I am still learning through this process but I feel so much lighter and happier even though I’ve only done a small percentage of our house.  Because I do things in bite sized pieces, I know exactly which area I want to tackle next and how to do it.  It’s great feeling that you can conquer a challenge you have wanted to do for years… and feel like you can actually achieve it too!

Why I don’t buy Christmas gifts for my nieces and nephews

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While Christmas is usually the season for family, joy and giving, it is also a crazy time when your ‘to-do’ and ‘to-go’ lists are filled with end of year concerts, celebrations, who to buy gifts for and who is hosting and cooking what for Christmas that year.

The days following Christmas, families usually do a stock take of what toys they currently have in the home.  Consequently, if you pass any local opp shop late December, you will often see charity bins overflowing with unwanted items with countless garbage bags next to them.  We have found ourselves in a similar situation.  While we have been the grateful recipients of great presents, Christmas usually brought in many little trinkets which our children may have played with for a day, but then quickly got bored of.

One year after the festive season, I caught up with a friend and we discussed how our Christmases were.  She  shared her sister’s request which made Christmas a little easier but all the more memorable.  No one was to buy gifts for her children.  Instead, if family wanted to give her children something, she requested the gift of their time.  Take them to the zoo for the afternoon, the movies, a sports game – anything that would allow the children to not only have fun, but to ensure they have happy memories with family.

I loved this idea so shared it with my family.  Interestingly enough, this was something my brother and now wife had always done for my children for birthdays and Christmas.  They would take the kids out to somewhere of their choice (usually McDonalds for lunch then a movie or fun play centre) and Joel and I have a rare morning or afternoon to ourselves to enjoy with each other.  Honestly – it’s the gift which everyone in the family loves.

On Joel’s side, there are 10 grandchildren and 10 adults.  It consequently worked out perfectly for each adult to take a child out on a special date of their choice for Christmas.  Last year, dates included a beach day, body boarding followed by fish and chips, a photography walk after high tea, a morning filled with painting, a bush walk then a trip to the Chocolatier, bike riding… so many fun activities.  This has not only been a great way for us to get to know our nieces and nephews on a deeper level, the fun memories made I know will last a long time.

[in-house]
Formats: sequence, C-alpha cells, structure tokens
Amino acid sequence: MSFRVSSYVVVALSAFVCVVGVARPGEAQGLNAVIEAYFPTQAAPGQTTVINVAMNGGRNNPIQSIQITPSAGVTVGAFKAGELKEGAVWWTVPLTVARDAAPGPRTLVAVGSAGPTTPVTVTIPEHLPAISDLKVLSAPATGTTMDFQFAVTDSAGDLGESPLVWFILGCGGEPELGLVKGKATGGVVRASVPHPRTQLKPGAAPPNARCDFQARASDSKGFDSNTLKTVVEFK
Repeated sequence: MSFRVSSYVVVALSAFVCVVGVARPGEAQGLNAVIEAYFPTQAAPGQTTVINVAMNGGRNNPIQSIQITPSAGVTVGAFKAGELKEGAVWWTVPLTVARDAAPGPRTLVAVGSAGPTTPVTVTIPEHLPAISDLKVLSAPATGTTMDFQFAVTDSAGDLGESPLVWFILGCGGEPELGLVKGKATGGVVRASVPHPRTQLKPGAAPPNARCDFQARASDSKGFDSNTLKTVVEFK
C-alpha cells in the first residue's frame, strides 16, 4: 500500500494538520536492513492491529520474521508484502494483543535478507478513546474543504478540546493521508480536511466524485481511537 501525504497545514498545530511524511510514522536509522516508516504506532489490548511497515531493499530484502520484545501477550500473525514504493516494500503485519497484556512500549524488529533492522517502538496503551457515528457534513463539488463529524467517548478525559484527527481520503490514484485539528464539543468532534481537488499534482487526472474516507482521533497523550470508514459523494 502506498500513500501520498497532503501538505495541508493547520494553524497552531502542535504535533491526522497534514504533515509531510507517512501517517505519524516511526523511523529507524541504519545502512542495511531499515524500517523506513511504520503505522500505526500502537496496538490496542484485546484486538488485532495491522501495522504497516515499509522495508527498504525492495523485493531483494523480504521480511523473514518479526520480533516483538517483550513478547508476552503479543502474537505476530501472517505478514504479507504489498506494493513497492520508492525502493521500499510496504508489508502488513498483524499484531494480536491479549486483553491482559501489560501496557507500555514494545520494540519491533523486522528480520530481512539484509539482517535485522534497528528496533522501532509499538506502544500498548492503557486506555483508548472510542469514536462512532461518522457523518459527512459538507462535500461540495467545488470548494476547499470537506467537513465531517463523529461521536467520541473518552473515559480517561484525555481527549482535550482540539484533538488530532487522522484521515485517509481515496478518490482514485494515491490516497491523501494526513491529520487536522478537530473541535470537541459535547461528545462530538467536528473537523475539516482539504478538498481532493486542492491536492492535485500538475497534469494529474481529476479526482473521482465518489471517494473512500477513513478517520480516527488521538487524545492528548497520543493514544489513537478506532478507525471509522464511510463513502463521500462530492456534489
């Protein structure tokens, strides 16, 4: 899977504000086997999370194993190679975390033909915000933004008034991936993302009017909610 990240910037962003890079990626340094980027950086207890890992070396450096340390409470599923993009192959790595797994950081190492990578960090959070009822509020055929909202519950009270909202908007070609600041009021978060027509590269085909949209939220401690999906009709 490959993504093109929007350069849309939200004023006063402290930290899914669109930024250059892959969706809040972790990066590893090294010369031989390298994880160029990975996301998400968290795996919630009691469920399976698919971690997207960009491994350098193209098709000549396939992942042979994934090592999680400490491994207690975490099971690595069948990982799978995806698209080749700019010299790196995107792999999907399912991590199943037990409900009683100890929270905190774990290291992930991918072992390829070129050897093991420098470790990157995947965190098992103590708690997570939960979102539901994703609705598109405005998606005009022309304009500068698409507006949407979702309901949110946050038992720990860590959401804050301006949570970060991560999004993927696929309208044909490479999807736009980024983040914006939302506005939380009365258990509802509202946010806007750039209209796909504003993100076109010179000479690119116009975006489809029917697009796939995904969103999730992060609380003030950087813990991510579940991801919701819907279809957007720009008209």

I’m so grateful that we have the gift of time and am able to spend it with our loved ones.  And I’m also grateful that my children have wonderful family who are willing to take the time out of their busy schedules to spend with them so their childhood memories of family Christmas time will be filled with the fun dates they had with the people they love.

Paper dolls and Vogue Kit

A few weeks ago, Grace and I sat down and read some books together, including ‘The Paper Dolls‘ by Julia Donaldson, who wrote the children classic, ‘The Gruffalo.’  It’s a beautiful story of a little girl who makes a set of paper dolls and has a fun time playing with them.  It ends with the same little girl grown up as a mother, making paper dolls with her daughter and then watching her happily play with them.

Reading it was so nostalgic for me, as memories of making paper dolls then playing them filled my memory.  Grace immediately loved the idea of making paper dolls so luckily, we had some kindly sent to us from the team over at Vogue Kit so Grace eagerly opened them up and played with them for hours.  It comes with two dolls with many outfits so we had fun pretending to have different functions, outings and appointments to go to which required a change in clothes!

The dolls are made out of are cardboard so after a few days of play, Grace needed to open a new packet of dolls so the tags on the clothes would stay on.  However, Grace absolutely loves them.  I also like them because the outfits aren’t skimpy – something I dislike about some dolls and their outfits.  They also easily fit in a little zip lock bag so they are compact and transportable – a great ‘go-to’ toy for on the go.

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So if you’re in need for Christmas stocking filler ideas, these will definitely be a hit!  You can also score free shipping with the code “DRESS” at checkout!

Thank you, Vogue Kit  for sponsoring this post.